And we have to assess is what I'm doing, still currently aligned with who I want to be and how I want to show up in the world, not just what I think I should do, but what I want to do. So that's where Vina is agreeing about impact and growth are really important. Yeah, absolutely. Thanks for sharing everyone. So I I mentioned that this opportunity to activate and manage each of these motivators leads to higher fulfillment, but they also can lead to higher performance.

But there's actually two kinds of performance I wanna talk about. So the first one is called tactical performance. So tactical performance is when you successfully execute a plan, it's when you follow a process or a protocol or a best practice exactly how it's been suggested.

And that's really important sometimes because those best practices or processes were created for a reason because there are proven strategies that produce a, a desired result. But what about when there isn't a clear process to follow or when there's a lot of change in our environment and there isn't a known path like what we all experienced in the last year with COVID. And suddenly we had to change the way we did a lot of our work. So in those types of situations, adaptive performance is necessary, an adaptive performance is successfully diverging from a plan. It's when you can come up with creative solutions to new problems and try things that might be out of your comfort zone or you've never done before. And because there's no process to follow, you might have to create it as you go. So during times of change and uncertainty, this kind of adaptive performance is really necessary for us to be able to adapt and perform at our best and manage through those kinds of changing and challenging times. So I'm seeing some comments and their great point, Sarah. Thank you. Excellent.

Um So yeah, so we have to be able to find this balance between the tactical performance and the adaptive performance in order to not just perform at our best, but to feel fulfilled. And I'd like to give you some practical tips on how to remotivate yourself in your career and really find um uh an opportunity to feel more energy. So first, you really want to clarify what motivates you to perform at your best. So what are the thing, not just the tasks and jobs at work, but the kind of projects that you might want to work on the environment. Um The kind of people that you wanna work with, um, or any of those motivators that I mentioned, what helps you perform at your best and then you want to take clear actions. If there's any kind of aha moment you learn today, any of these motivators, you think that you might wanna look into or manage a little differently. I know we only had, you know, a short amount of time to talk about them. But you want to think about, you know, what actions might I take today or what, what might I think about differently? You want to build relationships with others that possess skills that you want to develop.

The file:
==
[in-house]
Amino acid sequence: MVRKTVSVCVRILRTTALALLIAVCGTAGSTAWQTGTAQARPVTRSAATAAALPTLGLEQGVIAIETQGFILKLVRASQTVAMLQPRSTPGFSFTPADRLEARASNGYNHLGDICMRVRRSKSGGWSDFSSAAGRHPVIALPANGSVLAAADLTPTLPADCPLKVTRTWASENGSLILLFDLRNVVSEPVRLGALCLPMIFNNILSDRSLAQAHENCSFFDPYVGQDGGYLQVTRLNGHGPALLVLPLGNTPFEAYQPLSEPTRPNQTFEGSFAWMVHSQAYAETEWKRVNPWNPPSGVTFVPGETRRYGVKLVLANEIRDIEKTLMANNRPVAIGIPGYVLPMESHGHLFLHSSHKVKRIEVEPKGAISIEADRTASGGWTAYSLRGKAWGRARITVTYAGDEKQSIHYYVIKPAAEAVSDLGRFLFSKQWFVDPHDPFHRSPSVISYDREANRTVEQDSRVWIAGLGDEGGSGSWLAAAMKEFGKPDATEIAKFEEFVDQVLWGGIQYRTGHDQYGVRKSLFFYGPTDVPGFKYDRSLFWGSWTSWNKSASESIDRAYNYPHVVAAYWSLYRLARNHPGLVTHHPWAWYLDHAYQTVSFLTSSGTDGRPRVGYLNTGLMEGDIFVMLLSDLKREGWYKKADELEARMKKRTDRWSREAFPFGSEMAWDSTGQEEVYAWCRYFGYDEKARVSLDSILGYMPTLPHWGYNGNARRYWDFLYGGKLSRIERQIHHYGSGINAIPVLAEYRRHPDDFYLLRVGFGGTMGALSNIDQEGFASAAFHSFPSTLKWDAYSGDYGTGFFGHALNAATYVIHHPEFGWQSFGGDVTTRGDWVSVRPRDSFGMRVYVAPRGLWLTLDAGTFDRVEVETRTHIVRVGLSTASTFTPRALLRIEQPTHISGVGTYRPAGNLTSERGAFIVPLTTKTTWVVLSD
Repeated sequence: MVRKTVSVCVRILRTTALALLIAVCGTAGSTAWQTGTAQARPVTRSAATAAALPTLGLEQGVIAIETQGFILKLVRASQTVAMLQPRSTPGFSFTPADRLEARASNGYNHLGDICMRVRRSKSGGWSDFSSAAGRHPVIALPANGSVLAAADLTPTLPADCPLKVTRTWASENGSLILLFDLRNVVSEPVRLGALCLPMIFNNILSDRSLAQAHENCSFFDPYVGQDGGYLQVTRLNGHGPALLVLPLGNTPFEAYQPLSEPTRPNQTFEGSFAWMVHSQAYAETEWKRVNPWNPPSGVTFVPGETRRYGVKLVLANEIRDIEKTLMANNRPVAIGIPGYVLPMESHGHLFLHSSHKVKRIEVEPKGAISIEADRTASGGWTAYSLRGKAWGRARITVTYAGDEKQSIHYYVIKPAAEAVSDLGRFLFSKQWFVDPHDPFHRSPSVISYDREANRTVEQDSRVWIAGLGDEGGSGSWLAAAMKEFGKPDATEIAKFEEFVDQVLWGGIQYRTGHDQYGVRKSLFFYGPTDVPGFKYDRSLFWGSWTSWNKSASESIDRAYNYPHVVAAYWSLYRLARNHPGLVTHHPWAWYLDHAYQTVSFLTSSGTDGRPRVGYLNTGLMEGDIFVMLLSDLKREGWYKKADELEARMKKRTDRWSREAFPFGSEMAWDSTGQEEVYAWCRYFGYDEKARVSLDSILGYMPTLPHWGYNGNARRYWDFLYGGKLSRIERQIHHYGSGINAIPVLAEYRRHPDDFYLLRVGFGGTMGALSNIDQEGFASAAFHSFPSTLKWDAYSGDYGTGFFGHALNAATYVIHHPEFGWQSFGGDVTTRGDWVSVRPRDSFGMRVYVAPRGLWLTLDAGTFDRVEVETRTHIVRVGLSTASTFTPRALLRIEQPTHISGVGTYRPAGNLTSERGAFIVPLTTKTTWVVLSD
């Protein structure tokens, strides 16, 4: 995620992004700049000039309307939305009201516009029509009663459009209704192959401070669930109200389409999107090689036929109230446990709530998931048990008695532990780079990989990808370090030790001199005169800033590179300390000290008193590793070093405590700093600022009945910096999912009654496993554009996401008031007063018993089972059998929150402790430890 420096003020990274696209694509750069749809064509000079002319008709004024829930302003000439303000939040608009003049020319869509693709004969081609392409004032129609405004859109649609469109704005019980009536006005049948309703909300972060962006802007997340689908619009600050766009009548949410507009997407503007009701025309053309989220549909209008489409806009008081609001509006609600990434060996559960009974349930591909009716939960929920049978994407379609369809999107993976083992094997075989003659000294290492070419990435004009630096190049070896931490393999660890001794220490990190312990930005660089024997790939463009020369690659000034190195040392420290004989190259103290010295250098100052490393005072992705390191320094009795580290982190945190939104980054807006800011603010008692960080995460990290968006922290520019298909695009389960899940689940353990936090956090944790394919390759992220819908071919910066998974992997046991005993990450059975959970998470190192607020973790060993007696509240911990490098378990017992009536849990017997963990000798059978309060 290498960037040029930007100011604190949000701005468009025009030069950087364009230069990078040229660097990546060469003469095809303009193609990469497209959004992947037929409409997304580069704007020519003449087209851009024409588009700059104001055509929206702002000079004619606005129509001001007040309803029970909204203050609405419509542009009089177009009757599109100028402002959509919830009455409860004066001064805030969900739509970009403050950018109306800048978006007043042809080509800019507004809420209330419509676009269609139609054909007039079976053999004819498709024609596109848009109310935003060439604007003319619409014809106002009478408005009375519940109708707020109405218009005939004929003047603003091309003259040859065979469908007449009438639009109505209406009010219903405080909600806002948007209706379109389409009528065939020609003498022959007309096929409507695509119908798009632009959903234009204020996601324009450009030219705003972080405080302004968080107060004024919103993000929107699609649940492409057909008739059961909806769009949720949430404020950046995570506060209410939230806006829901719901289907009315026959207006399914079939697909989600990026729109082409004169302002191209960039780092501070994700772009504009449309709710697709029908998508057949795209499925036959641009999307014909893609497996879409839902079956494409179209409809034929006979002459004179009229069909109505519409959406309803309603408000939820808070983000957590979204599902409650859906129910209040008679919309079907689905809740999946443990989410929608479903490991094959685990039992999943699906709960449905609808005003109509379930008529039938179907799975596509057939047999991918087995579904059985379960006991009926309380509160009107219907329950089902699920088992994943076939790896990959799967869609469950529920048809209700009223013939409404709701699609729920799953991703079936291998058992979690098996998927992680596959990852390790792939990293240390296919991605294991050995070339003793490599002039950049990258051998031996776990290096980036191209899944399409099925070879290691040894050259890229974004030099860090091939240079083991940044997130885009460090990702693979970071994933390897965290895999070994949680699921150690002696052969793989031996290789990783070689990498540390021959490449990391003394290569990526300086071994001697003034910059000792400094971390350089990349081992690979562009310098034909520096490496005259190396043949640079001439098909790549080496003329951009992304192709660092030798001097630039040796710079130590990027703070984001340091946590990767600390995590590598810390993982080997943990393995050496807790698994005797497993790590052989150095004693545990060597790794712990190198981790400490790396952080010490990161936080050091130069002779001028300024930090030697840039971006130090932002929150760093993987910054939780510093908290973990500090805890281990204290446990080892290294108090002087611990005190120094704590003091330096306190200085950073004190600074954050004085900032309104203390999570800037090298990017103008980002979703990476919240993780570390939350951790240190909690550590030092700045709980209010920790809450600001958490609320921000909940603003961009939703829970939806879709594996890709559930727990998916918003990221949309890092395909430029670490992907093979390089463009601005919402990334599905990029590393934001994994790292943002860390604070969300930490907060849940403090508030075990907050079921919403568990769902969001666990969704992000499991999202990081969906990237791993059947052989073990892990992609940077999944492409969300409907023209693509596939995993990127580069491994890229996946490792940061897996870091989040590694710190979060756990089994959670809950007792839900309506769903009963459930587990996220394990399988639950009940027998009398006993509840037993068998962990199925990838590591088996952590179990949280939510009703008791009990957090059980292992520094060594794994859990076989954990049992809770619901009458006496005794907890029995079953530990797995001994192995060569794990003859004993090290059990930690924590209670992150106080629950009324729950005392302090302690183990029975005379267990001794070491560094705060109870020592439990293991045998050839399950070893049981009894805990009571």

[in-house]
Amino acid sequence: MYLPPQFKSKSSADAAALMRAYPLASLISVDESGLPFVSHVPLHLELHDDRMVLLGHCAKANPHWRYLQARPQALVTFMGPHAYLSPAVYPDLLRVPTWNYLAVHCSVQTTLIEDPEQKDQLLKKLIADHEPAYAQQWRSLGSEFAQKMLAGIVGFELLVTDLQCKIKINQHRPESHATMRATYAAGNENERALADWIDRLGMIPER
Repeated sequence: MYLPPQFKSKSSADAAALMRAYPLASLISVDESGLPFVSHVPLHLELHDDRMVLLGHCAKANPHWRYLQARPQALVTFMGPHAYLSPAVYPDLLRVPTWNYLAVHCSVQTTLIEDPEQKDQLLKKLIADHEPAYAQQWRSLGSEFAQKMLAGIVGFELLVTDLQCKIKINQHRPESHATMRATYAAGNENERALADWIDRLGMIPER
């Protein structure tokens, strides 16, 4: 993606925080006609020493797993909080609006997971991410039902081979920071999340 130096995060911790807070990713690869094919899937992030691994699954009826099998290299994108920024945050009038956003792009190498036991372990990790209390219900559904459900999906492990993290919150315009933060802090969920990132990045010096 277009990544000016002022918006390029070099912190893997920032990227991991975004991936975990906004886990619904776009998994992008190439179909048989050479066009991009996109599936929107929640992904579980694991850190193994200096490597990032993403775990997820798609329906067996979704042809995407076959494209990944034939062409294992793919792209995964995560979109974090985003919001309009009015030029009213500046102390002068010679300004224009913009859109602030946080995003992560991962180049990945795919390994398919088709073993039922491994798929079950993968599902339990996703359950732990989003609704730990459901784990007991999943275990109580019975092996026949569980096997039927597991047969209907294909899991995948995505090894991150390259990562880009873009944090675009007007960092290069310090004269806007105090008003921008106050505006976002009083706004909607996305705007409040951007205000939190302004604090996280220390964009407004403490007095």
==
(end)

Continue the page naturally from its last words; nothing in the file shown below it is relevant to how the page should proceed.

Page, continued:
So when I talk about growth, I mean, skill and experience development and some of you may have heard of a learning model called the 70 2010 model, which is something I've taught at a lot of different organizations. So what that means is 70% of the way that we acquire knowledge and grow is through on the job experiences, it's learning through doing. And um so when you think about how to develop a skill, you wanna first think about, OK, well, how can I actually work on a project or initiative? And, and you know, practice by doing the 20% of how we acquire new knowledge is through learning from others. So that could be shadowing, coaching, getting feedback or mentorship. So again, thinking of developing a skill, you might think about who is someone I know that's an expert in this skill. And what could I learn from them? And then this 10% of the 70 2010 is learning through formal uh training. That could be a certification, a degree, an online course, some kind of formalized training. So when you think about developing a skill, you want to think about what is the 70 2010 approach that I could take to develop this skill. And this um bullet point here really refers to um the importance of relationships, which is part of that 20%.